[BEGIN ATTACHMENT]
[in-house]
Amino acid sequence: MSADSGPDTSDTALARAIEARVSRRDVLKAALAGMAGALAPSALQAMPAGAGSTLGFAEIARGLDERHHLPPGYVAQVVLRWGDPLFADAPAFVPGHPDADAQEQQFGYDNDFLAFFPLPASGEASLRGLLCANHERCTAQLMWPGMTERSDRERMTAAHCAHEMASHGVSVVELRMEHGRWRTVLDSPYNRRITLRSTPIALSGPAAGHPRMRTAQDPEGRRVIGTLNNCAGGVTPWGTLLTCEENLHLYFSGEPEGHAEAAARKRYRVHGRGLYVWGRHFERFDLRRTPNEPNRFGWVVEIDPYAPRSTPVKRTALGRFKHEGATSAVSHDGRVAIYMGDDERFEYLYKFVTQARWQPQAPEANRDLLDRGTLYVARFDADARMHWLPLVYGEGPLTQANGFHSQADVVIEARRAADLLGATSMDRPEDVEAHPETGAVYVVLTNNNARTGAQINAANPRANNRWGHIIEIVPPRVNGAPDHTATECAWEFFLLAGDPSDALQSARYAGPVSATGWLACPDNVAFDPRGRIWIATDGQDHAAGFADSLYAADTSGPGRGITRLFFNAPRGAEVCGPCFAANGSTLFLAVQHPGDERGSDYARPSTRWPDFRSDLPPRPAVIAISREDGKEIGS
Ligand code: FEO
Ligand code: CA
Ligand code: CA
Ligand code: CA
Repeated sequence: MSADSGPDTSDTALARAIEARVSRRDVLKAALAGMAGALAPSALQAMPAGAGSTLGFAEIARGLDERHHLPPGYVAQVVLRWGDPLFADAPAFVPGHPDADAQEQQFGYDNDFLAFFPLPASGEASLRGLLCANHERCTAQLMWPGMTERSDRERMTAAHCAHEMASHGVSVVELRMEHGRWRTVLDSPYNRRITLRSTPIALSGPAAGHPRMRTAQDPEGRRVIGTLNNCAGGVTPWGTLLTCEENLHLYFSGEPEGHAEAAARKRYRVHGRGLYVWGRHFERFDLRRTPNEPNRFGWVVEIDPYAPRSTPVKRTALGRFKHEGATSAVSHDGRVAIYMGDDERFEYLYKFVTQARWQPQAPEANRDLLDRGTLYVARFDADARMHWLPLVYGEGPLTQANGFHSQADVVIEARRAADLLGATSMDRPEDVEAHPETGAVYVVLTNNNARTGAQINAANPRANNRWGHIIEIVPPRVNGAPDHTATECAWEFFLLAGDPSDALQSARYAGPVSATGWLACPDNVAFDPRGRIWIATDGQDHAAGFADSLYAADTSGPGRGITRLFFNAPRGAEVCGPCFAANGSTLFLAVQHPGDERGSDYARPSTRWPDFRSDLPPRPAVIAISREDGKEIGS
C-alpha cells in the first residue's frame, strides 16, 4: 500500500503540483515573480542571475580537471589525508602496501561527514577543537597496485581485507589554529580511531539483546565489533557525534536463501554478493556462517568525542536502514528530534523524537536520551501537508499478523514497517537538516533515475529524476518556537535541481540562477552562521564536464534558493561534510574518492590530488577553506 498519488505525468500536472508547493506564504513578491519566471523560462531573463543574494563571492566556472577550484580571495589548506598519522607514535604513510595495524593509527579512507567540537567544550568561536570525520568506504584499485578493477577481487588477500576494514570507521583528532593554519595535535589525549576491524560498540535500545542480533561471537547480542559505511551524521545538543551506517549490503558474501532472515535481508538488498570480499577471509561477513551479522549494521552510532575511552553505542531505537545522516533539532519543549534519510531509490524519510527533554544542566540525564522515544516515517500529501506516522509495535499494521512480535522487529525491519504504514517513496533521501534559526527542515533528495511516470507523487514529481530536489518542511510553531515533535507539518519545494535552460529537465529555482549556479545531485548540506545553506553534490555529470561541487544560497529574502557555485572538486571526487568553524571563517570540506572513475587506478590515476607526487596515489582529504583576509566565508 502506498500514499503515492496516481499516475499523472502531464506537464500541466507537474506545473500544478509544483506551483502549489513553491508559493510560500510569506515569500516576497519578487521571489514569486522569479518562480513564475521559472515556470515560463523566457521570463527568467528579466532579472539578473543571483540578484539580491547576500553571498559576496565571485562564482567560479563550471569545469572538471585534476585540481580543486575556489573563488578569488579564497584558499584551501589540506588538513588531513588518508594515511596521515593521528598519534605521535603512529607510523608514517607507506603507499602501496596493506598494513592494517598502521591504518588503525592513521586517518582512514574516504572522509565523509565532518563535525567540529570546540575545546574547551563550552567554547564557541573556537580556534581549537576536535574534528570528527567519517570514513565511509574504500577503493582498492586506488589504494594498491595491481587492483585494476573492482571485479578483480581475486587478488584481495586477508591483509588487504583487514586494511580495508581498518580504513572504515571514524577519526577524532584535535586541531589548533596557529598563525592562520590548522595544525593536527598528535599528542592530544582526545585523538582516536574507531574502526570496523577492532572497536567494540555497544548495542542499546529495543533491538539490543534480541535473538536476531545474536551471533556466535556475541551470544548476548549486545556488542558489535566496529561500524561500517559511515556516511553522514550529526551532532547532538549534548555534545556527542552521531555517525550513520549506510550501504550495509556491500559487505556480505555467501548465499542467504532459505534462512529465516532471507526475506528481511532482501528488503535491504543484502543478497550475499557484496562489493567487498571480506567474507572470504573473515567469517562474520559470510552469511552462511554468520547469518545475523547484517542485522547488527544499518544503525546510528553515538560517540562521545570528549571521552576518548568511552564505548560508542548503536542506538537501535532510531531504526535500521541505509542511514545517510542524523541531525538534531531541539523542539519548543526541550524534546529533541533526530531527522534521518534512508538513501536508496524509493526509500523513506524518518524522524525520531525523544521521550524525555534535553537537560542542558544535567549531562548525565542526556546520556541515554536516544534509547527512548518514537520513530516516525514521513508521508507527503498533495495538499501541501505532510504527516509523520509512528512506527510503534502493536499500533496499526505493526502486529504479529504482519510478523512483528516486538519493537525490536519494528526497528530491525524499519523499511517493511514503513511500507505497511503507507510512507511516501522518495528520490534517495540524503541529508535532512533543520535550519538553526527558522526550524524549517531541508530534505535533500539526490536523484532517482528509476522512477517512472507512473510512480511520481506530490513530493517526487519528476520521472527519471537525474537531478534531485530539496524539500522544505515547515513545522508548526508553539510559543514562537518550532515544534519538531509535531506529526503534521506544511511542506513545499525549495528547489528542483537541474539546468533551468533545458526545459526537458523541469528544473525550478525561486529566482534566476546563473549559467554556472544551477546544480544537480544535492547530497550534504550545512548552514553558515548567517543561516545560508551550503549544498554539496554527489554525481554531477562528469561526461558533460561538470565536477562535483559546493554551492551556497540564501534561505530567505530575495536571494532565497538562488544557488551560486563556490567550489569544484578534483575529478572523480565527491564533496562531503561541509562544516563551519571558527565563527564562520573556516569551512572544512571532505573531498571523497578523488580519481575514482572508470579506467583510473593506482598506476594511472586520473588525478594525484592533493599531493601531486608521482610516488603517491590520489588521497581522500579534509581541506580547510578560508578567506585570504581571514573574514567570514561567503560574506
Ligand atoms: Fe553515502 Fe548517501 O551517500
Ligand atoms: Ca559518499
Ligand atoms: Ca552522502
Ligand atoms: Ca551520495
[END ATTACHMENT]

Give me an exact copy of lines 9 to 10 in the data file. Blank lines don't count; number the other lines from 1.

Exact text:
Ligand atoms: Fe553515502 Fe548517501 O551517500
Ligand atoms: Ca559518499